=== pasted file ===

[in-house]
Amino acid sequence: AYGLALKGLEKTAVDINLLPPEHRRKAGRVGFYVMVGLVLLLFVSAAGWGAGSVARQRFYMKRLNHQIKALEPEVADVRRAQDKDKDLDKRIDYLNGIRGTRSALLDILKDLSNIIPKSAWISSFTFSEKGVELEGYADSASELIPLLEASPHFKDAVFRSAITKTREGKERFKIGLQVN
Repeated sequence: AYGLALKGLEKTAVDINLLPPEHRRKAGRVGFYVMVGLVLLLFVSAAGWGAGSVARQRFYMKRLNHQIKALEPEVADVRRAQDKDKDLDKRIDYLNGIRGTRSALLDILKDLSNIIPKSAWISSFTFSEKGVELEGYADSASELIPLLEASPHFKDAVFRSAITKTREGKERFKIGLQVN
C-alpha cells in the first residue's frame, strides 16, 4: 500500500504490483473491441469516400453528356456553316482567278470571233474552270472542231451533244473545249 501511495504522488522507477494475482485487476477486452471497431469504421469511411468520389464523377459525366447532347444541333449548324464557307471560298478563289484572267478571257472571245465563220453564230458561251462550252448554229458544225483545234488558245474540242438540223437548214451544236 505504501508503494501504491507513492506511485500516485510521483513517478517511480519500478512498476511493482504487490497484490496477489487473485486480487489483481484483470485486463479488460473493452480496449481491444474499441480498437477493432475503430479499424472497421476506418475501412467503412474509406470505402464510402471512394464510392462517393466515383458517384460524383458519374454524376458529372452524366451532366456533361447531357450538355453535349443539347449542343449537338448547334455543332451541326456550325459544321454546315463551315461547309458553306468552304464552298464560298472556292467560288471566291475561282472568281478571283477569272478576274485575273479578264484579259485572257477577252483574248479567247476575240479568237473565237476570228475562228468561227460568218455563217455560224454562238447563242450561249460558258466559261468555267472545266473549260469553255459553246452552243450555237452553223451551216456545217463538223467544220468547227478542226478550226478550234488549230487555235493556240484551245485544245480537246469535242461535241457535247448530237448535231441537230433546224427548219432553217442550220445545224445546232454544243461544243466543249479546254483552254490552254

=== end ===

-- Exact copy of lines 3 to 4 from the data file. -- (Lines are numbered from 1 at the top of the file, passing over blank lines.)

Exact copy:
Repeated sequence: AYGLALKGLEKTAVDINLLPPEHRRKAGRVGFYVMVGLVLLLFVSAAGWGAGSVARQRFYMKRLNHQIKALEPEVADVRRAQDKDKDLDKRIDYLNGIRGTRSALLDILKDLSNIIPKSAWISSFTFSEKGVELEGYADSASELIPLLEASPHFKDAVFRSAITKTREGKERFKIGLQVN
C-alpha cells in the first residue's frame, strides 16, 4: 500500500504490483473491441469516400453528356456553316482567278470571233474552270472542231451533244473545249 501511495504522488522507477494475482485487476477486452471497431469504421469511411468520389464523377459525366447532347444541333449548324464557307471560298478563289484572267478571257472571245465563220453564230458561251462550252448554229458544225483545234488558245474540242438540223437548214451544236 505504501508503494501504491507513492506511485500516485510521483513517478517511480519500478512498476511493482504487490497484490496477489487473485486480487489483481484483470485486463479488460473493452480496449481491444474499441480498437477493432475503430479499424472497421476506418475501412467503412474509406470505402464510402471512394464510392462517393466515383458517384460524383458519374454524376458529372452524366451532366456533361447531357450538355453535349443539347449542343449537338448547334455543332451541326456550325459544321454546315463551315461547309458553306468552304464552298464560298472556292467560288471566291475561282472568281478571283477569272478576274485575273479578264484579259485572257477577252483574248479567247476575240479568237473565237476570228475562228468561227460568218455563217455560224454562238447563242450561249460558258466559261468555267472545266473549260469553255459553246452552243450555237452553223451551216456545217463538223467544220468547227478542226478550226478550234488549230487555235493556240484551245485544245480537246469535242461535241457535247448530237448535231441537230433546224427548219432553217442550220445545224445546232454544243461544243466543249479546254483552254490552254